Passage of the Sex Work Decriminalisation Bill 2021 (Vic) now seems unlikely to pass into law this year, due to intense debate on an unrelated bill in the Upper House.
Having lived in one of the most locked down cities in the world during the coronavirus pandemic, both voters and MP’s have strong, and often divergent views on the state government’s legal powers to impose sudden, and (and some say draconian) lockdowns.
The PUBLIC HEALTH AND WELLBEING AMENDMENT (PANDEMIC MANAGEMENT) BILL 2021 (Vic) seeks to change the way public health and coronavirus restrictions are imposed. It has been intensely debated for weeks. Last night, for 21 hours the Upper House debated this bill, accepting a number of amendments.
The Upper House concludes for the year at the end of this week, which means some lower priority bills must be delayed until February 2022. The sex work bill increasingly looks like it could fall into this category.
The coronavirus pandemic has loomed large over the campaign to decriminalise sex work in Victoria. From shutting down the sex industry to preventing in person meetings with members of parliament, everything changed once coronavirus hit Victoria.
And now, ongoing debates about the appropriate level of government power and government transparency when responding to pandemics has stepped up. On the same day that the Sex Work Decriminalisation Bill 2021 (Vic) is scheduled to be debated in the Lower House, a bill to drastically alter government powers to respond to pandemics is also being debated.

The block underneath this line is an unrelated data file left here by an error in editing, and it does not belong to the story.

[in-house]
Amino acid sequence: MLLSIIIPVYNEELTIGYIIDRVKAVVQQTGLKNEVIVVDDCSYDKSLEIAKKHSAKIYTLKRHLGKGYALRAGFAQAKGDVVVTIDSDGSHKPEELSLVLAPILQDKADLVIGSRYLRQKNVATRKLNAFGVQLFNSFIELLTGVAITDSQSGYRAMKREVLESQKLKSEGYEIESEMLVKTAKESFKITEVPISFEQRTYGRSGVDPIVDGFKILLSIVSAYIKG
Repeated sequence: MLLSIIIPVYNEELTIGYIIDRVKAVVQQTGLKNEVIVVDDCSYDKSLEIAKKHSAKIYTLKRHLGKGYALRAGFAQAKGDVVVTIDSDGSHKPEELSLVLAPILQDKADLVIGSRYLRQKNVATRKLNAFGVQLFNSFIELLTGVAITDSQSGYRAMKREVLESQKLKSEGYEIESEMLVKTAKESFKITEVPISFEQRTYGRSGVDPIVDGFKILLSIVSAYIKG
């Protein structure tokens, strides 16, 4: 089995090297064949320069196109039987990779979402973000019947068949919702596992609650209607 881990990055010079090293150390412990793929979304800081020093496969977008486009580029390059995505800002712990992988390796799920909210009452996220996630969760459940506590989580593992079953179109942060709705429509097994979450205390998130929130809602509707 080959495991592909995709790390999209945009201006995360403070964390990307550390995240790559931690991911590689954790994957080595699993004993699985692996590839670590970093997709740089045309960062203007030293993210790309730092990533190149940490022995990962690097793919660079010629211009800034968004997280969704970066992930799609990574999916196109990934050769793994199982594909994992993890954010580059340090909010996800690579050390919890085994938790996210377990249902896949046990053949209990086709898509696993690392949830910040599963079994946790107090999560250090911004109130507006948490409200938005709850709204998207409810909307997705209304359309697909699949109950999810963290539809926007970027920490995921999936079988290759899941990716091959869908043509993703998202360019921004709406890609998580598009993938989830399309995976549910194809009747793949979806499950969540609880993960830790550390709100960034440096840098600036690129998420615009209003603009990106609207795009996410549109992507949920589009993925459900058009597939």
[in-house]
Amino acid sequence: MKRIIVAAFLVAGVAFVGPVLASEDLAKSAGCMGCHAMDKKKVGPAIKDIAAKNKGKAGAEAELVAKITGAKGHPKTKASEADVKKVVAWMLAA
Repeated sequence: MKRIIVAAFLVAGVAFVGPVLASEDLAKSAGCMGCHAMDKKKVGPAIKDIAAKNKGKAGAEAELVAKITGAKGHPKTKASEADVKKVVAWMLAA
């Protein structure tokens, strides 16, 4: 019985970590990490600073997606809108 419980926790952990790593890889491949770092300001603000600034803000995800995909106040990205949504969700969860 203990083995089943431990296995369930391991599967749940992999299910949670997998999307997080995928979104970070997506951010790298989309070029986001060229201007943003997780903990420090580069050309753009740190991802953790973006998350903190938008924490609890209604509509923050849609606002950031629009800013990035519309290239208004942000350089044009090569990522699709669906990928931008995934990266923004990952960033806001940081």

The PUBLIC HEALTH AND WELLBEING AMENDMENT (PANDEMIC MANAGEMENT) BILL 2021 (Vic) is already generating controversy, with some widely differing views.
With around five weeks remaining on the parliament calendar, the Victorian Government has an ambitious target to swiftly pass a significant number of bills. As the media remains distracted by mainstream issues such as appropriate responses to pandemics, the sex work bill just might quietly, and quickly pass into law by Christmas.
Fiona Patten and independent MP Ali Cupper have just announced their “coalition of independent women”. What will this mean for the prospects of sex work decriminalisation in Victoria?
Long time sex industry lobbyist Fiona Patten has been clear about her support of the decriminalisation of sex work. Ali Cupper holds the regional seat of Mildura, not a part of Victoria associated with a strong sex workers’ rights movement. Geographically speaking, Mildura is about as far away from Melbourne as you can get: 542km by road from the CBD.
The Victorian Government, currently held by Labor, has a clear majority in the Lower House and can easily pass legislation there, despite resistance from the Opposition. However, in the Upper House, Labor only has 17 of the 40 seats and needs additional votes to pass legislation. Decriminalisation in Victoria requires new law, a bill, and requires a majority vote in both houses of parliament. If Fiona Patten can convince Ali Cupper to vote for sex work decriminalisation, it means one additional guaranteed ‘yes’ vote in the Upper House.
Reflecting the conservative nature of her electorate, Ms Cupper said “[Fiona Patten’s] Reason [Party] takes the best conservative ideas and the best progressive ideas and melds them together.”
The ABC’s political reporter Richard Willingham covered this story on 4 December, 2020.